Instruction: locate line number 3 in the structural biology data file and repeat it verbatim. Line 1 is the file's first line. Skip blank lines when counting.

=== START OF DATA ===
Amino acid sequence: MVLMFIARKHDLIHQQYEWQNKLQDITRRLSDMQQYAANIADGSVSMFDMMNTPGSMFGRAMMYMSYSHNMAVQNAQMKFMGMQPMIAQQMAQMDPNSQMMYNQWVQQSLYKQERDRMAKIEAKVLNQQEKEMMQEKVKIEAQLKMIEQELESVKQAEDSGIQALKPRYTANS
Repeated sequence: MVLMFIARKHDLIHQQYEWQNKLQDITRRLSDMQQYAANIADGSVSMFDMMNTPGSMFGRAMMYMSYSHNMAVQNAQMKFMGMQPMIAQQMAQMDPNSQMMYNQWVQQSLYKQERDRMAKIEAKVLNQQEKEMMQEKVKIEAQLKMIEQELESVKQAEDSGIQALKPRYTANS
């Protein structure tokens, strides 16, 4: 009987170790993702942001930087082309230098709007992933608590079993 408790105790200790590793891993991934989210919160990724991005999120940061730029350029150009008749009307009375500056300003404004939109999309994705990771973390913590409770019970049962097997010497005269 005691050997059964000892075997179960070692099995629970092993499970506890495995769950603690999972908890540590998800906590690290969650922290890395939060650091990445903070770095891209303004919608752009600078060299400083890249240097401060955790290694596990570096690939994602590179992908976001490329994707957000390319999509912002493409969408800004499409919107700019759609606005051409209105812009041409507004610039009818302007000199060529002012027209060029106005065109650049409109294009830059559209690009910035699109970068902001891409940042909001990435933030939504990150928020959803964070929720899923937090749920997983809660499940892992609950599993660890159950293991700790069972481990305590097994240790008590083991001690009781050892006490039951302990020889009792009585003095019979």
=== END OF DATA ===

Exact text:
């Protein structure tokens, strides 16, 4: 009987170790993702942001930087082309230098709007992933608590079993 408790105790200790590793891993991934989210919160990724991005999120940061730029350029150009008749009307009375500056300003404004939109999309994705990771973390913590409770019970049962097997010497005269 005691050997059964000892075997179960070692099995629970092993499970506890495995769950603690999972908890540590998800906590690290969650922290890395939060650091990445903070770095891209303004919608752009600078060299400083890249240097401060955790290694596990570096690939994602590179992908976001490329994707957000390319999509912002493409969408800004499409919107700019759609606005051409209105812009041409507004610039009818302007000199060529002012027209060029106005065109650049409109294009830059559209690009910035699109970068902001891409940042909001990435933030939504990150928020959803964070929720899923937090749920997983809660499940892992609950599993660890159950293991700790069972481990305590097994240790008590083991001690009781050892006490039951302990020889009792009585003095019979």